Please use this identifier to cite or link to this item:
|Title:||Qualitative Study of Chinese Stroke Caregivers' Caregiving Experience During the COVID-19 Pandemic||Authors:||Yang, Sook Ching ;Lee, J.J.;Tsang, W.N.;Kwok, J.Y.Y.;Lou, V.W.Q.;Lau, K.K.||Affliation:||Central Coast Local Health District||Issue Date:||Apr-2021||Source:||52(4):1407-1414||Journal title:||Stroke||Abstract:||BACKGROUND AND PURPOSE: The coronavirus disease 2019 (COVID-19) outbreak has led to disruptions in health care service delivery worldwide, inevitably affecting stroke survivors requiring ongoing rehabilitation and chronic illness management. To date, no published research has been found on stroke caregiving during the COVID-19 pandemic. This study aimed to explore Hong Kong stroke caregivers' caregiving experiences in the midst of this difficult time. METHODS: Individual semistructured interviews were conducted with 25 Chinese adult primary stroke caregivers from May to June 2020 via telephone. Interviews were transcribed verbatim and analyzed using an interpretive description approach and constant comparison strategy. RESULTS: Five themes of the stroke caregiving experience during the COVID-19 pandemic emerged: care service adversities, additional caregiving workload and strain, threatened relationship between caregiver and stroke survivors, threats to caregivers' physical and psychological well-being, and needs for continuing caregiving roles. Our findings suggested that caregivers have worsened physical and psychological well-being because of increases in care burden with simultaneously reduced formal and informal support. The relationship between caregiver and stroke survivor was subsequently affected, placing some survivors at heightened risk of abuse. CONCLUSIONS: Our study provides valuable findings about stroke caregiving experiences and needs during the pandemic. Delivery of psychological support, telemedicine, and household hygiene resources would be useful to mitigate caregivers' psychological distress during the COVID-19 pandemic.||URI:||https://elibrary.cclhd.health.nsw.gov.au/cclhdjspui/handle/1/1955||DOI:||10.1161/strokeaha.120.032250||Pubmed:||https://pubmed.ncbi.nlm.nih.gov/33588588/||ISSN:||0039-2499||Publicaton type:||Journal Article||Keywords:||Neurology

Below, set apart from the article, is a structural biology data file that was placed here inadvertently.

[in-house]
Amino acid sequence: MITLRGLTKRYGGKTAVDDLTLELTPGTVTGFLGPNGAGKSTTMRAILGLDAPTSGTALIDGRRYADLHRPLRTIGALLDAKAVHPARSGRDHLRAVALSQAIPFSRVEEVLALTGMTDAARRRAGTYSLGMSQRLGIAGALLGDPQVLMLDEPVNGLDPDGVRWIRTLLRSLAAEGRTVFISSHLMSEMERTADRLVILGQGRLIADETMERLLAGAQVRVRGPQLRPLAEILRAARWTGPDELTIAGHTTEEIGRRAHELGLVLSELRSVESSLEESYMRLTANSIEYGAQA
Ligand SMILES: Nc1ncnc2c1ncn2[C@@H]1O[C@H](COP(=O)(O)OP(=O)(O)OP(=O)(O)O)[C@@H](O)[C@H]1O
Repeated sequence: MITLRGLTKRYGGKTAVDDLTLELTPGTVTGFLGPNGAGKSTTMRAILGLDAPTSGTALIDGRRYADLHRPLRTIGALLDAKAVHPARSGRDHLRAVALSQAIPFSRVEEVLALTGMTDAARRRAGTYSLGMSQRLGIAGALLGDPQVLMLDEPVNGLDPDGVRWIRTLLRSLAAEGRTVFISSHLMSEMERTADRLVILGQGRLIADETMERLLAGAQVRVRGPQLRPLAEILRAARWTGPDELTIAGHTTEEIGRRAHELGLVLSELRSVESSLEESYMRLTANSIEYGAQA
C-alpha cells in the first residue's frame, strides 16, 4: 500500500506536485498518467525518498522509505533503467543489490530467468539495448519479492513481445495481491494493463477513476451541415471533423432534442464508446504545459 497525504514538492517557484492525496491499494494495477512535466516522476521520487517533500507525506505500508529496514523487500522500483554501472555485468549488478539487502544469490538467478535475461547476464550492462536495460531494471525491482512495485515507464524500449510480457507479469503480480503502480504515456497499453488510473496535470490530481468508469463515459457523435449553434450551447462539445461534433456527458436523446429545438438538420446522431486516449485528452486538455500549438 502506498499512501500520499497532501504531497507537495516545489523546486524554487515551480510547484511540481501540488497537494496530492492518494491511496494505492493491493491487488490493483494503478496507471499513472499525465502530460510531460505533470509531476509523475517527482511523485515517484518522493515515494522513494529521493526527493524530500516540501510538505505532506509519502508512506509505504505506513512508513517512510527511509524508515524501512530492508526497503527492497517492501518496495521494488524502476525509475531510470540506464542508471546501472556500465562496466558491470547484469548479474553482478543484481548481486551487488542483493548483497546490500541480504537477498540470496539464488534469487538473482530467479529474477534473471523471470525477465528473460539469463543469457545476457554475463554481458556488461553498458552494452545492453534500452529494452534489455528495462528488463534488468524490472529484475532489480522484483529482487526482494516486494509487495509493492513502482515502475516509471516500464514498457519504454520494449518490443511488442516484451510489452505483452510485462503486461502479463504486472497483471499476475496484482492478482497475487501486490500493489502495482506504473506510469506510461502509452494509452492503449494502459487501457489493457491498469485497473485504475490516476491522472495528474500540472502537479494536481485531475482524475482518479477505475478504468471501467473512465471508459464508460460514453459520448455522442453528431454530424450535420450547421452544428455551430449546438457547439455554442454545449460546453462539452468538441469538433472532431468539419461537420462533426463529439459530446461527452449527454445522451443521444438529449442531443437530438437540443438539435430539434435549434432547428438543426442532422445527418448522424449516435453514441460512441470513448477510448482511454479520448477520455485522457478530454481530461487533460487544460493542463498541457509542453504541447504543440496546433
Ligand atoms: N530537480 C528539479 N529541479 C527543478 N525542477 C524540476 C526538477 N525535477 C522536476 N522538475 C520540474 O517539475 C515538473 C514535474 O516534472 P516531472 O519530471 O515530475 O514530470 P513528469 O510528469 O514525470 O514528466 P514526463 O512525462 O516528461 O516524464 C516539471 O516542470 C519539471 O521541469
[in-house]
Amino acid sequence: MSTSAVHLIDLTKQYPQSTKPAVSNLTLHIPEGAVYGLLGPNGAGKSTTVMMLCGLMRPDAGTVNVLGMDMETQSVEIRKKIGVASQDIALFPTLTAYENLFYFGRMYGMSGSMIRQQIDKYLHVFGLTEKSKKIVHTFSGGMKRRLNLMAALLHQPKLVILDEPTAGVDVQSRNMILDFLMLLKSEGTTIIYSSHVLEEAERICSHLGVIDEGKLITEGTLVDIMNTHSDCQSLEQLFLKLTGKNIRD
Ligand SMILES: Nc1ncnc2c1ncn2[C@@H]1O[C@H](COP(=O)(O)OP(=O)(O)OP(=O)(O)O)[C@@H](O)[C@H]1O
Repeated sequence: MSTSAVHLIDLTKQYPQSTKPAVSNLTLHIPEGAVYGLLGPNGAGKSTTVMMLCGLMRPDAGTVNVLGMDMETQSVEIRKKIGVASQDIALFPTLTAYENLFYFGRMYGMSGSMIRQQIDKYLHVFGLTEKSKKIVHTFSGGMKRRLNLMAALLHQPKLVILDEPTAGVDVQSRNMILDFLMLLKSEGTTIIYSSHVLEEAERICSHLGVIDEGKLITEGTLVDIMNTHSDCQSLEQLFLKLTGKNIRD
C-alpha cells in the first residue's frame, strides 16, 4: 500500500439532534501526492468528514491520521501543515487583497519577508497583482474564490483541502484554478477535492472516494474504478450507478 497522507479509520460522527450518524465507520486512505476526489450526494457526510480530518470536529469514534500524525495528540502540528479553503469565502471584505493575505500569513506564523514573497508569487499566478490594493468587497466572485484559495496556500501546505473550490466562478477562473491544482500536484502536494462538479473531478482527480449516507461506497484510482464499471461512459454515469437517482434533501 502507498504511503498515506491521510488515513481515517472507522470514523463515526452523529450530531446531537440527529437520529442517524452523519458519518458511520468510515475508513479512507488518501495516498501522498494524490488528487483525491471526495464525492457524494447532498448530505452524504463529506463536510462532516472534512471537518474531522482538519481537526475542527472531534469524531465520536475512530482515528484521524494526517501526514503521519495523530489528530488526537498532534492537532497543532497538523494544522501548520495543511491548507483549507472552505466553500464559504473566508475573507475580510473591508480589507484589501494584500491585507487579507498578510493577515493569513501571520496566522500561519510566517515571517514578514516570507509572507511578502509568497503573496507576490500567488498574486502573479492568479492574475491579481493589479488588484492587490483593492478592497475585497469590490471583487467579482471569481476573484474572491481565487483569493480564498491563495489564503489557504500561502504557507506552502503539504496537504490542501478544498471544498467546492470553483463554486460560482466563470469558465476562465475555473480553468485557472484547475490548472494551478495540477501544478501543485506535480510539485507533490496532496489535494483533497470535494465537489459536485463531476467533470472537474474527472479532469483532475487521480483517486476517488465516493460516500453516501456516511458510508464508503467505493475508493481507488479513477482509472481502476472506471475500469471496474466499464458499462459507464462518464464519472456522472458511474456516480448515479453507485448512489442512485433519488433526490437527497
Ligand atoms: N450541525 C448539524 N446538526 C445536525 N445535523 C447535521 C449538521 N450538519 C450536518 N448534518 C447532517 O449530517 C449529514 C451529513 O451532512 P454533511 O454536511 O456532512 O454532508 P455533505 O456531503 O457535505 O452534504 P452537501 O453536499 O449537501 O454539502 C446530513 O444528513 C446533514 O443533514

|Appears in Collections:||Neurology|
Show full item record
checked on Feb 1, 2023
Items in DSpace are protected by copyright, with all rights reserved, unless otherwise indicated.